Teacher cognition among tertiary-level Chinese English teachers
thesisposted on 2022-03-28, 01:36 authored by Michael Christopher Kavanagh
Teacher cognition studies are rare in the mainland Chinese context; they are also rare in other contexts similarly defined by common features such as non-native speaking language teachers, large classes, publicly-funded institutions, and mandated curricula or materials. This broadly qualitative investigation of three tertiary-level Chinese English teachers sought to elicit views and beliefs about language learning and teaching, their sources, and their links with classroom behaviour. A cyclical series of data collection (including autobiographical writing, interviews, lesson observations and stimulated-recall interviews, documentary data, and a group discussion) was employed to produce four linked studies: three individual case studies and a cross-case study. Interpretive data analysis, achieved through a process of constant comparison, was employed to reveal each teacher's views and beliefs. In order to ensure an emic perspective, each teacher's 'voice' is given prominence through the presentation of data. The interpretation of data suggests the importance of various levels of context to teachers' thinking, including the background Confucian approach to education, previous experiences as learners and teachers, and the situation the teachers encounter at both classroom and institutional levels.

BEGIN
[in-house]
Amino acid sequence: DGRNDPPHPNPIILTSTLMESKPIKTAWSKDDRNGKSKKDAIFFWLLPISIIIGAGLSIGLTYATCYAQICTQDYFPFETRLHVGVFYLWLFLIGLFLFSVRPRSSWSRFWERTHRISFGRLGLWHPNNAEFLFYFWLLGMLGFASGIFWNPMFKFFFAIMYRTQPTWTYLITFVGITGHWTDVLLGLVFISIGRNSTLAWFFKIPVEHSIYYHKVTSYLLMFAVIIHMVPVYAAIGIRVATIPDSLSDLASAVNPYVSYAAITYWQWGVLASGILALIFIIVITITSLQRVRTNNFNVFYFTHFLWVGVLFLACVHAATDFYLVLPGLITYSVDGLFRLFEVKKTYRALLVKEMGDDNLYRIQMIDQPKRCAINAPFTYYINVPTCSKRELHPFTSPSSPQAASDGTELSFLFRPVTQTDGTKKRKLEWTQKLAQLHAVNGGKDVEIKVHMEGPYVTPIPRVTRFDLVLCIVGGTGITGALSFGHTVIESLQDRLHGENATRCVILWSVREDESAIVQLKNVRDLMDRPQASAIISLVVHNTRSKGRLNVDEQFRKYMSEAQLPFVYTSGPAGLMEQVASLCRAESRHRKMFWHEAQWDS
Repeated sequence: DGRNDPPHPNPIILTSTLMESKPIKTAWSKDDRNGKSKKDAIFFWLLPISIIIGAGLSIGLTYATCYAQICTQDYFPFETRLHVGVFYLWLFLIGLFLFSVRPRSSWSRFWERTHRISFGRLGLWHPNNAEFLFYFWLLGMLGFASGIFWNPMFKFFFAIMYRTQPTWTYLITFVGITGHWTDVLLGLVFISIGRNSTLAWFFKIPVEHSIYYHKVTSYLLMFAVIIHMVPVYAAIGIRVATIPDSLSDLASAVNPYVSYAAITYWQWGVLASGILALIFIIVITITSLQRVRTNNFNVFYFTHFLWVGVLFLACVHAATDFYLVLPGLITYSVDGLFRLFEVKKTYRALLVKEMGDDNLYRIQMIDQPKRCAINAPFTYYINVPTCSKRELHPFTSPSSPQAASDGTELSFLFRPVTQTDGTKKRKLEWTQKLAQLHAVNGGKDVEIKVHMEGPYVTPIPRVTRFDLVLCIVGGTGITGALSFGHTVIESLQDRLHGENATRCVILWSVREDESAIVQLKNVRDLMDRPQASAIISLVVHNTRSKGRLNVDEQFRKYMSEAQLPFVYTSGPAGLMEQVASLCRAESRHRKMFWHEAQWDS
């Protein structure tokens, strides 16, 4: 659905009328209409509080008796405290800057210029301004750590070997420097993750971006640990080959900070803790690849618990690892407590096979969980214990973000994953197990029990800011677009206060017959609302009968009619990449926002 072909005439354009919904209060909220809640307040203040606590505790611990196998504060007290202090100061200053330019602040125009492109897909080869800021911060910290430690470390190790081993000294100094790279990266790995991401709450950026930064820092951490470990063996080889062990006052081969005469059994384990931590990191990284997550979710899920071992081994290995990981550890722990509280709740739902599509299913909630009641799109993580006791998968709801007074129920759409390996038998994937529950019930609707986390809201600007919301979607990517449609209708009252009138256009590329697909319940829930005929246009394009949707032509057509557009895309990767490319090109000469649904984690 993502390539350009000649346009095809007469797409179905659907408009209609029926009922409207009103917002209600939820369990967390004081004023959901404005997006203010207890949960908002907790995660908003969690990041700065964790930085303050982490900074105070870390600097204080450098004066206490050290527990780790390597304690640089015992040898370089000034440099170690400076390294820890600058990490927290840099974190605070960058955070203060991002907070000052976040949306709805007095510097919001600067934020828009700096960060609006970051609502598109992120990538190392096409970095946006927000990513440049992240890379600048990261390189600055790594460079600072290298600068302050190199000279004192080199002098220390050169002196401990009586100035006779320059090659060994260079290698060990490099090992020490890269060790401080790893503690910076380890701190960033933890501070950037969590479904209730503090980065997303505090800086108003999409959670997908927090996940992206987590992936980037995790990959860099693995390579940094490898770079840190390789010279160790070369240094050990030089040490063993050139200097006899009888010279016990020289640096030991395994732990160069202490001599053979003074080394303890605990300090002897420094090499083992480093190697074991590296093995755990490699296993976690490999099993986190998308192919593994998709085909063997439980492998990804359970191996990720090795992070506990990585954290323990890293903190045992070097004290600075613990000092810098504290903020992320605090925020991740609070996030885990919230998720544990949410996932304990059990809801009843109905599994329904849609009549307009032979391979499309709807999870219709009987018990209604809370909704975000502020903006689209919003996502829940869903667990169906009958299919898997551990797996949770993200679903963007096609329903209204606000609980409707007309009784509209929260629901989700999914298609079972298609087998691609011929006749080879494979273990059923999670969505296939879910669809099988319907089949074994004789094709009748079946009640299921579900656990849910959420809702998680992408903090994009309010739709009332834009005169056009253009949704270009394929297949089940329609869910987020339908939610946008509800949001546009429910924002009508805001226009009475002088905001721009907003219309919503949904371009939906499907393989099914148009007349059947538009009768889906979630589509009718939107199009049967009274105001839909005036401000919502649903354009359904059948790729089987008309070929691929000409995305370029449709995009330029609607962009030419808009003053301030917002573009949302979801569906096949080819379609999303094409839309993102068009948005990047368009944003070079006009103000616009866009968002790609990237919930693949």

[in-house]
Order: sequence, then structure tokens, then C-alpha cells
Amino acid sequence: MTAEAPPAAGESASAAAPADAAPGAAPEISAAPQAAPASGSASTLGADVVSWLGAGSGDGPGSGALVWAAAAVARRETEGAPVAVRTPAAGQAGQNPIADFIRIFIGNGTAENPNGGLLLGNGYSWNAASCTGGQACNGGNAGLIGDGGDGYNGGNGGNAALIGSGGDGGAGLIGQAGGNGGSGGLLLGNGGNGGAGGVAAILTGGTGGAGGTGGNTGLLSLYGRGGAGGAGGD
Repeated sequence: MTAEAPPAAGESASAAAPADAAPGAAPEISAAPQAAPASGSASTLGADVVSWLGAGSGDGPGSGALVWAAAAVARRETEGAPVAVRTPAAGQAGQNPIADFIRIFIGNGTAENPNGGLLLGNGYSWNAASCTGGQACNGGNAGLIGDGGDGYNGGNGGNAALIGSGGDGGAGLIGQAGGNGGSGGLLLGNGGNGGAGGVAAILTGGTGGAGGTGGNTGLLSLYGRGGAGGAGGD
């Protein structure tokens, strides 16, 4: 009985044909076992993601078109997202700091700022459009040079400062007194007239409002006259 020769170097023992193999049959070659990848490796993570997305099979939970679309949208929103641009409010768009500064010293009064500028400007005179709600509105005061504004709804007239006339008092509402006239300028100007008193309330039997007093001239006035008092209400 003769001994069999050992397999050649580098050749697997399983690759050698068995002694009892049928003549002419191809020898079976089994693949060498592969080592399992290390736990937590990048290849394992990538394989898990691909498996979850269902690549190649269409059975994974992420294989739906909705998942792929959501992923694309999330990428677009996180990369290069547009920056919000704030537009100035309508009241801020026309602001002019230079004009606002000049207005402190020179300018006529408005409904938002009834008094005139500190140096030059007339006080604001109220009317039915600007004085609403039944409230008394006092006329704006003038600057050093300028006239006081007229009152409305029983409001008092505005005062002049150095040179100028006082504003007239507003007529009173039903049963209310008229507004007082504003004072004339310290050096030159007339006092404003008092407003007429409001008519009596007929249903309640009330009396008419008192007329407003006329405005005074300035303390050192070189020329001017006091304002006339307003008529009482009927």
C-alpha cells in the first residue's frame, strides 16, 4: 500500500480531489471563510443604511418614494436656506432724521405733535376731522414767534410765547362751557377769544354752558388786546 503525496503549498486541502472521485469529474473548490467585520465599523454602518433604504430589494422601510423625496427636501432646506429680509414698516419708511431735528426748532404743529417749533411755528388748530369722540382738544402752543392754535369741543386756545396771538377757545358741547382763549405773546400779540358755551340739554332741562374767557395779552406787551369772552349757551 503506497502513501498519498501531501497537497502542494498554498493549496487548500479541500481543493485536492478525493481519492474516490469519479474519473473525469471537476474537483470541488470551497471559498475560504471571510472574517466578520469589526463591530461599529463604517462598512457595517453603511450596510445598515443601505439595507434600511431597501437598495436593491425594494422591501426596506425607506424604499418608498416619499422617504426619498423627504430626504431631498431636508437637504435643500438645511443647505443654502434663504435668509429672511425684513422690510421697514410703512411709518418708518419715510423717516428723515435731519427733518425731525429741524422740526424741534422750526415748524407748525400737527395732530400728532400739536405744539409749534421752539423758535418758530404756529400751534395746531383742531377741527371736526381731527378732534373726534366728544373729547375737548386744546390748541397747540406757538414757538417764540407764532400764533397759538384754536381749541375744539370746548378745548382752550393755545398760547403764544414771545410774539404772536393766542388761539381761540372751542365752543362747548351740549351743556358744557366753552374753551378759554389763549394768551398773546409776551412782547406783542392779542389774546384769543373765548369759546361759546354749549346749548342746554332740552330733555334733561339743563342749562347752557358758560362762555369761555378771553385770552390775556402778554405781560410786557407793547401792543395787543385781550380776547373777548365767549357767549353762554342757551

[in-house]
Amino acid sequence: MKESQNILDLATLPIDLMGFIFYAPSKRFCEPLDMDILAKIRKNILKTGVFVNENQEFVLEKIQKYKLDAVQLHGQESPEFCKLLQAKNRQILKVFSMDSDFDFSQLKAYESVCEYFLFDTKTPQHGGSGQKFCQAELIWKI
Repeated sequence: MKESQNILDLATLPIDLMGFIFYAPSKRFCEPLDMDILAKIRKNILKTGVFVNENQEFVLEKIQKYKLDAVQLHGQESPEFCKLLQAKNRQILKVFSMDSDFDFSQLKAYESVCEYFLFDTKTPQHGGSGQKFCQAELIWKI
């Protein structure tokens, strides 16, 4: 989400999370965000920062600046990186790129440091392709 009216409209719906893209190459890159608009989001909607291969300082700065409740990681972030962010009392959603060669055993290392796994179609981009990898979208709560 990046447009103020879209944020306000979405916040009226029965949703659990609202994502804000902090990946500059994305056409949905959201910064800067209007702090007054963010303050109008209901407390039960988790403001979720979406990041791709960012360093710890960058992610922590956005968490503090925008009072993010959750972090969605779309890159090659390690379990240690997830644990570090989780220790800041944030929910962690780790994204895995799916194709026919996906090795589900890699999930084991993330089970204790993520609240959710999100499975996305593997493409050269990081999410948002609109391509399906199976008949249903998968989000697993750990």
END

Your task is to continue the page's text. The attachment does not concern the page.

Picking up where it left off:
Table of ContentsIntroduction -- The research context -- Literature review -- Research methodology -- Case study 1 (Lily) -- Case study 2 (Ailing) -- Case study 3 (Xinyu) -- Cross-case study -- Conclusions.
NotesBibliography: p. 246-275
Awarding InstitutionMacquarie University
Degree TypeThesis PhD
DegreeThesis (DAppLing), Macquarie University, Division of Linguistics and Psychology, Department of Linguistics
Department, Centre or SchoolDepartment of Linguistics
Year of Award2009
Principal SupervisorAnne Burns
RightsCopyright disclaimer: http://www.copyright.mq.edu.au Copyright Michael Christopher Kavanagh 2009.
Extent275,  p. ill
Former Identifiersmq:5980 http://hdl.handle.net/1959.14/42620 1342541
English teachersTeachingteacher cognitionConfucianEnglish language -- Study and teaching (Higher) -- Chinese speakers -- Case studiesTeaching -- ChinaEnglish language -- Study and teaching -- ChinaEnglish teachers -- China -- Attitudes -- Case studiesChinaMotivation in educationCognitionEnglish languageCompetence and performance (Linguistics)Confucianism and education -- ChinaConfucianism and educationqualitative